EU prepares sanctions against Niger


The criteria for punishment would include the “undermining of democracy,” officials told Reuters

The European Union is preparing to impose sanctions on the new military government in Niger, European sources told Reuters on Wednesday.

An EU diplomat and an official involved in formulating the sanctions confirmed the bloc was devising criteria for punishment, set to include the “undermining of democracy.” 

The formula is likely to be agreed upon soon, the official told the news outlet.

Intervention in Niger would mean ‘declaration of war’ – neighbors

“The next step would be sanctions against individual members of the military government, said to be responsible for the ousting of former president Mohamed Bazoum last month,” the diplomat said.

No date has been supplied for when these sanctions might materialize, though foreign ministers from the bloc’s 27 countries are expected to discuss potential sanctions as well as other Niger-related issues when they meet in Toledo on August 31.

The EU has suspended security cooperation and financial support in response to last month’s seizure of power by a military faction led by General Abdourahamane Tchiani, cutting Niger off from hundreds of thousands of euros in aid. The US and Canada have also suspended some assistance programs, and several European countries – led by France, the former colonial ruler of Niger – have also cut the country off.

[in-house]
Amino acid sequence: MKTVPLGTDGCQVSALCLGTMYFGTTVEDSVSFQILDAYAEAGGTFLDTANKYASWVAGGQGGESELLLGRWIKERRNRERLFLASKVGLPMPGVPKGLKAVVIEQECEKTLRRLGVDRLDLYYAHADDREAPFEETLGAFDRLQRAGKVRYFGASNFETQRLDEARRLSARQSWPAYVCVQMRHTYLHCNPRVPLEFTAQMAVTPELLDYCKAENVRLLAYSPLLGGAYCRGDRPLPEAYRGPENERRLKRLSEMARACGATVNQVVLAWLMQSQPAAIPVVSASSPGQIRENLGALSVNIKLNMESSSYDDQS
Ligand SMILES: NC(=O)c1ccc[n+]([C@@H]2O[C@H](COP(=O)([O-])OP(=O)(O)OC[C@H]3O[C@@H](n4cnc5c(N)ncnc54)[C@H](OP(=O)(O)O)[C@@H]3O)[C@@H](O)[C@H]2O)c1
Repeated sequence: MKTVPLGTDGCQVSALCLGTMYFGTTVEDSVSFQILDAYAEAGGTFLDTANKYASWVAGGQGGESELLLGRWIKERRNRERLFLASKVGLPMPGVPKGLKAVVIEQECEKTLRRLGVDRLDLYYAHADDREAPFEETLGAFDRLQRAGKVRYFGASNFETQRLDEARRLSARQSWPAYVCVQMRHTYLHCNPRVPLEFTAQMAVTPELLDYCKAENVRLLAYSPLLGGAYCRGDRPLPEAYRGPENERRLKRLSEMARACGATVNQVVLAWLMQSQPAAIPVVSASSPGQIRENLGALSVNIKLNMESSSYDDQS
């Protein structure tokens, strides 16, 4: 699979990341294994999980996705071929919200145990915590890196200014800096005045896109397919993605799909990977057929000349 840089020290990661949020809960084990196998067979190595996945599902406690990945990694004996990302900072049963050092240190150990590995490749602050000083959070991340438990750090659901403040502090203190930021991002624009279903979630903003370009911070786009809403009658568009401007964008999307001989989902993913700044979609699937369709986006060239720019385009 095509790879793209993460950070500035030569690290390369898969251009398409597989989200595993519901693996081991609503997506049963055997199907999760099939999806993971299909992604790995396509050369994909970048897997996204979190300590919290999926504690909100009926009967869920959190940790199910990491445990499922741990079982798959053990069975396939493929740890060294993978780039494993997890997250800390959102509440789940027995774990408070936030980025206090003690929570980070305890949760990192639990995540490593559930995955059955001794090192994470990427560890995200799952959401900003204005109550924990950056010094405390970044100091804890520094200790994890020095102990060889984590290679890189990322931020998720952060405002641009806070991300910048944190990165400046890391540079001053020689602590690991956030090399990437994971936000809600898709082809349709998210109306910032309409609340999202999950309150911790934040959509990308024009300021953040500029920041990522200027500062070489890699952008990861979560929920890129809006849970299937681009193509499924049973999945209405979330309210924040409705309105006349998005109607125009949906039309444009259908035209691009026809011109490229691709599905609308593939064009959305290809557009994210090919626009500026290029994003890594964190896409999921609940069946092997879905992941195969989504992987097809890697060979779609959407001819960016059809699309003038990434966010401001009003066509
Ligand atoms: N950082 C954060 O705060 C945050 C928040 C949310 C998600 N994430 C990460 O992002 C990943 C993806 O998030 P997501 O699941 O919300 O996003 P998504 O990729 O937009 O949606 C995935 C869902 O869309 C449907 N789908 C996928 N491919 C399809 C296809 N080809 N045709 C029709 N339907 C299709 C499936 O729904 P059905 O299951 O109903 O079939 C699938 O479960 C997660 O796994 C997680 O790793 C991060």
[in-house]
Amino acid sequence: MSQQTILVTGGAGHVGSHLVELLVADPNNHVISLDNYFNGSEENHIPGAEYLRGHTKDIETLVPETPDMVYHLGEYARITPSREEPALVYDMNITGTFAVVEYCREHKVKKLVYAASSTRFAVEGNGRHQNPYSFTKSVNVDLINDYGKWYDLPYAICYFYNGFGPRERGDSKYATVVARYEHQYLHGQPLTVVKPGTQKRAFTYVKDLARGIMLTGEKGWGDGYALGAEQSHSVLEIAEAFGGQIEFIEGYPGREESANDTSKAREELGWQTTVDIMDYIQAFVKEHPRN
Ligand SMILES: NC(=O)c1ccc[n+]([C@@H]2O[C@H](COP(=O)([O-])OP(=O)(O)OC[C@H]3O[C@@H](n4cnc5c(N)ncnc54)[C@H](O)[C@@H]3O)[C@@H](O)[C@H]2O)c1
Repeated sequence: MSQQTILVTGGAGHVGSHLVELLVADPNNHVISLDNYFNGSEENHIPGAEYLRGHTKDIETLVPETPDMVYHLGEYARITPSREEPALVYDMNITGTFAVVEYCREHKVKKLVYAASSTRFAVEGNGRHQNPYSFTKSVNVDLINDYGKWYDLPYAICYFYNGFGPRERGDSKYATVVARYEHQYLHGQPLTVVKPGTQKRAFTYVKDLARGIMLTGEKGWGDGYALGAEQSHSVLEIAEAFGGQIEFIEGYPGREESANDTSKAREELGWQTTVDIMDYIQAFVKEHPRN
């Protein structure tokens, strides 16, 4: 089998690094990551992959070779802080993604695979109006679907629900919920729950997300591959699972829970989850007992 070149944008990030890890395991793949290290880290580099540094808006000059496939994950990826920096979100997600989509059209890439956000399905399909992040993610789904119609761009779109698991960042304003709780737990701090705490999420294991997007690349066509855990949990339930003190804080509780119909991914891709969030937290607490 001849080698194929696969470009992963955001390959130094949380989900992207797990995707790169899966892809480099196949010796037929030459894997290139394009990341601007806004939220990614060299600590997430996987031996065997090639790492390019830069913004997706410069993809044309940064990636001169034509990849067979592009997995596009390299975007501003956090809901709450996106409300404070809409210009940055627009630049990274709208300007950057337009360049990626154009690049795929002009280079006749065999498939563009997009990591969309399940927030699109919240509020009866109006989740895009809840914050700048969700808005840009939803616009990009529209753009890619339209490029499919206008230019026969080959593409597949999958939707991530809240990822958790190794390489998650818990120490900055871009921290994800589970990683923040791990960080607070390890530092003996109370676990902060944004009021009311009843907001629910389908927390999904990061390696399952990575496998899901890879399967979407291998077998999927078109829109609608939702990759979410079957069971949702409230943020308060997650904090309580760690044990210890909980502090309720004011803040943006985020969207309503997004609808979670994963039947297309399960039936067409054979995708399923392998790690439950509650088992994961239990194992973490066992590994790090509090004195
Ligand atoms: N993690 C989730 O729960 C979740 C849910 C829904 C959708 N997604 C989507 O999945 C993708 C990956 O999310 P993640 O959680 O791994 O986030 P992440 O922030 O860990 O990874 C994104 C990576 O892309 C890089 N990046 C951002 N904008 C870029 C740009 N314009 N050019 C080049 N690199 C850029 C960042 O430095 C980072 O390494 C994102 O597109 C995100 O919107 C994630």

Credit rating agency Moody’s downgraded Niger’s credit rating last week just days after the country banned uranium and gold exports to France, cutting Paris off from the world’s seventh-largest producer of the nuclear mineral – and the second-largest supplier to the EU. The World Bank has also terminated public-sector payments to Niger.

West African regional partnership ECOWAS devised a plan for military intervention in the country last week, giving the new government until Sunday to reinstate Bazoum. 

However, that deadline has come and gone without the threatened invasion, as ECOWAS is reportedly unprepared for a full-scale military intervention, according to senior military sources who spoke to the Wall Street Journal. 

Neighboring Burkina Faso and Mali have warned ECOWAS against military intervention, stating this would “amount to a declaration of war” on both countries and trigger self-defensive responses. Bazoum, currently in prison, has urged Washington to intervene, lest all of the Sahel “fall to Russian influence” – despite a lack of evidence Moscow played a role in the coup. US Deputy Secretary of State Victoria Nuland personally flew to Niger to pressure the new government, warning them against striking any deals with Russian private military company Wagner and urging them to restore the Washington-friendly status quo.

Nigeriens largely supported the coup, according to a recent survey by The Economist – 78% backed the takeover, while 73% wanted their new leaders to retain power “for an extended period” or “until new elections are held.”

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